New bio-inspired wing design developed for small drones
Researchers from Brown University have designed a new type of wing that could make small fixed-wing drones far more stable and efficient.
The new wing replaces the smooth contour found on the leading edges of most airplane wings with a thick flat plate and a sharp leading edge. Counterintuitive as it may seem, it turns out that the design has distinct aerodynamic advantages at the scale of small drones. In a paper published in Science Robotics, the researchers show that the new wing is far more stable than standard wings in the face of sudden wind gusts and other types of turbulence, which often wreak havoc on small aircraft. The wing also provides an aerodynamically efficient flight that translates into better battery life and longer flight times.
“Small drones can be really useful in many applications, including flights in populated areas as they are inherently safer for humans, but there are problems operating aircraft at those small scales,” said Kenny Breuer, a professor in Brown’s School of Engineering and the study’s senior author. “They tend to be inefficient, which limits the battery-powered flight times of most drones to around 30 minutes or so. They also tend to get blown around by puffs of wind and turbulent air coming from obstacles such as buildings and trees. So we’ve been thinking about a wing design that might combat those problems.”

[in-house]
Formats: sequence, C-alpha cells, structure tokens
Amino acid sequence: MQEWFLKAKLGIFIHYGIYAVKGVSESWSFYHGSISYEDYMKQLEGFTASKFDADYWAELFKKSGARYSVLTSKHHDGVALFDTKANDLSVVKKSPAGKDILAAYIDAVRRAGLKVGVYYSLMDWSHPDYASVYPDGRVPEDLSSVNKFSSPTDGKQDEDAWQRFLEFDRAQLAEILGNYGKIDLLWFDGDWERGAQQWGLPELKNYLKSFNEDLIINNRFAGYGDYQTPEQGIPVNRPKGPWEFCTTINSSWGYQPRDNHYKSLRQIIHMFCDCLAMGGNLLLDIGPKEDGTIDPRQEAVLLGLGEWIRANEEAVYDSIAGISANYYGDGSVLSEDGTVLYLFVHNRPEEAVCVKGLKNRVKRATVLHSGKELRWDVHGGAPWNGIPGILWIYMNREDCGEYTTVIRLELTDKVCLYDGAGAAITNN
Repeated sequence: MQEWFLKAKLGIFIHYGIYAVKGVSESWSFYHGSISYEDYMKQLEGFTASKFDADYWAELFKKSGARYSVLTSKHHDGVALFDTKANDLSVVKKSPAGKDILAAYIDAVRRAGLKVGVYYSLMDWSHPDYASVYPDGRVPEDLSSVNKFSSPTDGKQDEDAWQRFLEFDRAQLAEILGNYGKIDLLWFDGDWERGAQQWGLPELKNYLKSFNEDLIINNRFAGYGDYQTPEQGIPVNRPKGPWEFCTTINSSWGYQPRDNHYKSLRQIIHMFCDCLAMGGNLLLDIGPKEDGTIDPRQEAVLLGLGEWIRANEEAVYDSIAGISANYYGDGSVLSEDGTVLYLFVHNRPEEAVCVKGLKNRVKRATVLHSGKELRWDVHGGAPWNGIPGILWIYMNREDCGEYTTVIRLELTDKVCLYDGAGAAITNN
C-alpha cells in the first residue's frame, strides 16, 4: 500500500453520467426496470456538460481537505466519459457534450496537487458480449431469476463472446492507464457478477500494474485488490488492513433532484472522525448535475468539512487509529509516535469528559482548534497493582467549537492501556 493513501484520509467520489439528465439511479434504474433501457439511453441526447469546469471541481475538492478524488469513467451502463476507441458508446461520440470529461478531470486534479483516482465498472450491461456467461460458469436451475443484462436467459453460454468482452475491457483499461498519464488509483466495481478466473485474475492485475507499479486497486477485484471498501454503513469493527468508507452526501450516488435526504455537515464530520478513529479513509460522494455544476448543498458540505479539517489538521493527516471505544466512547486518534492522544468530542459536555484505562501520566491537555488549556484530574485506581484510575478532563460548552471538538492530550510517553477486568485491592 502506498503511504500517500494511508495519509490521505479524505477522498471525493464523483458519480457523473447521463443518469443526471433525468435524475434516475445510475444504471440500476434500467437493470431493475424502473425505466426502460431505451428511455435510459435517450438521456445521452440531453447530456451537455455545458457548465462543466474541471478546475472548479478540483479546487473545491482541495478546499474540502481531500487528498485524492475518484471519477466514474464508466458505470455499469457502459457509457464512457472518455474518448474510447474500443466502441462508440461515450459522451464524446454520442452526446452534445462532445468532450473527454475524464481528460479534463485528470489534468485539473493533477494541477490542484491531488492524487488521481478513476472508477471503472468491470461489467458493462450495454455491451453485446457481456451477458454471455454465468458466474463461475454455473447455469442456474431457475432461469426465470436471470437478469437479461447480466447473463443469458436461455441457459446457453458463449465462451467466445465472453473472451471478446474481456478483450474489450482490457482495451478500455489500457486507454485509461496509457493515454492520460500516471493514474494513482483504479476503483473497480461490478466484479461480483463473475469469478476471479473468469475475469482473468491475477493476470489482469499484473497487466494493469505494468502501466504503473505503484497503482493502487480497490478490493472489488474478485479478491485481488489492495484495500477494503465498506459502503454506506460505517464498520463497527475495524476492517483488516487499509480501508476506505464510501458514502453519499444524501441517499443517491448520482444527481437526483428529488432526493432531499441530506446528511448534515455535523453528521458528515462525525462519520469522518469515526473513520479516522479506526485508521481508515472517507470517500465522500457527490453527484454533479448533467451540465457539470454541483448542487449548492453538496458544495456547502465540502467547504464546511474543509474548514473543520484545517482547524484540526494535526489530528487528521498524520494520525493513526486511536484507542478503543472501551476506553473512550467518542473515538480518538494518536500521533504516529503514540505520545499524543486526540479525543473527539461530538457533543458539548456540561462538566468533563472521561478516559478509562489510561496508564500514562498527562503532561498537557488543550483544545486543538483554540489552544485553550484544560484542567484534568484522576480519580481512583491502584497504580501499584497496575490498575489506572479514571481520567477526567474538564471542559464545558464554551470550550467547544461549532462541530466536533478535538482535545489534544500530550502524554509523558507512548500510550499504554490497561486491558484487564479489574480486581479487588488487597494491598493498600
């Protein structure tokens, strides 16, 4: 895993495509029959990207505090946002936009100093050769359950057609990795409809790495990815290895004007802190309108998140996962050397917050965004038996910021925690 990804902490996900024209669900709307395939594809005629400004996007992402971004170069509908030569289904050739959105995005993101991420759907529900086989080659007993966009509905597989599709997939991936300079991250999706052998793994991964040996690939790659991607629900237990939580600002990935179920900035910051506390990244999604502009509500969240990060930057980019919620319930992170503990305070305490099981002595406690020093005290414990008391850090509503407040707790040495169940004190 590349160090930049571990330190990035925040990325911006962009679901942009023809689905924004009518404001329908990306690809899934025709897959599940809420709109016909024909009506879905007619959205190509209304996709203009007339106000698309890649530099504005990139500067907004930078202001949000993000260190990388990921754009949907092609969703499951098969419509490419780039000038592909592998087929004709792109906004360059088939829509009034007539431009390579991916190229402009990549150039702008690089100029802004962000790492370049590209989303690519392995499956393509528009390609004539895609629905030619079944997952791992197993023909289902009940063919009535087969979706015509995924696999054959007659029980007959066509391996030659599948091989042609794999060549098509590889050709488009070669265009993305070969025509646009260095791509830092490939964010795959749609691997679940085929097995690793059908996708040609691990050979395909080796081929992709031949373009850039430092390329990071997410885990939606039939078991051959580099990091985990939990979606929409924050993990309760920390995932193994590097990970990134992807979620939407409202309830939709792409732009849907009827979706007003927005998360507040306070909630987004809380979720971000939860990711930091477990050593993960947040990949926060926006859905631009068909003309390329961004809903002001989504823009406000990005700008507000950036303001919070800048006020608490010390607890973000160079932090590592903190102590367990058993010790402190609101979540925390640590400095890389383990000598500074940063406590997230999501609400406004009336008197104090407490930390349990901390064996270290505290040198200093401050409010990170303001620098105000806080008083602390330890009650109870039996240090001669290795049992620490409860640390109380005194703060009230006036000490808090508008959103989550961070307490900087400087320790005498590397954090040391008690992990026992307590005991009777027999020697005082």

The idea for a wing that dispenses with the smooth contours of a normal wing’s leading edge was inspired by natural flyers like birds and insects. A smooth leading edge helps to keep airflow firmly attached to the wing. But bird and insect wings have usually quite rough and sharp leading edges to promote separation of the airflow. Flow separation causes efficiency problems for large aircraft, but it seems to work just fine for birds …read more
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